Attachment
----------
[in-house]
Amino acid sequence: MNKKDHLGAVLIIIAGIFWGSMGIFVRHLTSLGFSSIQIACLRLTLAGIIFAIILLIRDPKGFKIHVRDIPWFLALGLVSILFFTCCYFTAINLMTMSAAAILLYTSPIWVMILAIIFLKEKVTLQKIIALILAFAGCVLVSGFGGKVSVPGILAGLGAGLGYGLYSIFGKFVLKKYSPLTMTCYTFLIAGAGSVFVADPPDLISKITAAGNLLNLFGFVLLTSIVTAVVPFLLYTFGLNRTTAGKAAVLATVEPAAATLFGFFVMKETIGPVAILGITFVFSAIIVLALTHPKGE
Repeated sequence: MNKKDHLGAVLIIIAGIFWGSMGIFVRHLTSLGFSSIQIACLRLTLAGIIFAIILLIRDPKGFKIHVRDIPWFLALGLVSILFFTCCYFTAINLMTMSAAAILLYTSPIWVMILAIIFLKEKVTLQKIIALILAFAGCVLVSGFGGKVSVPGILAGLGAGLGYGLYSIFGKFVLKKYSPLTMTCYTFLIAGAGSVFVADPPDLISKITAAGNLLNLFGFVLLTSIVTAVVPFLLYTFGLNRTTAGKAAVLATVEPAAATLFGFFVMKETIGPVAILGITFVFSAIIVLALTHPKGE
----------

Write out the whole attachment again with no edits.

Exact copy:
[in-house]
Amino acid sequence: MNKKDHLGAVLIIIAGIFWGSMGIFVRHLTSLGFSSIQIACLRLTLAGIIFAIILLIRDPKGFKIHVRDIPWFLALGLVSILFFTCCYFTAINLMTMSAAAILLYTSPIWVMILAIIFLKEKVTLQKIIALILAFAGCVLVSGFGGKVSVPGILAGLGAGLGYGLYSIFGKFVLKKYSPLTMTCYTFLIAGAGSVFVADPPDLISKITAAGNLLNLFGFVLLTSIVTAVVPFLLYTFGLNRTTAGKAAVLATVEPAAATLFGFFVMKETIGPVAILGITFVFSAIIVLALTHPKGE
Repeated sequence: MNKKDHLGAVLIIIAGIFWGSMGIFVRHLTSLGFSSIQIACLRLTLAGIIFAIILLIRDPKGFKIHVRDIPWFLALGLVSILFFTCCYFTAINLMTMSAAAILLYTSPIWVMILAIIFLKEKVTLQKIIALILAFAGCVLVSGFGGKVSVPGILAGLGAGLGYGLYSIFGKFVLKKYSPLTMTCYTFLIAGAGSVFVADPPDLISKITAAGNLLNLFGFVLLTSIVTAVVPFLLYTFGLNRTTAGKAAVLATVEPAAATLFGFFVMKETIGPVAILGITFVFSAIIVLALTHPKGE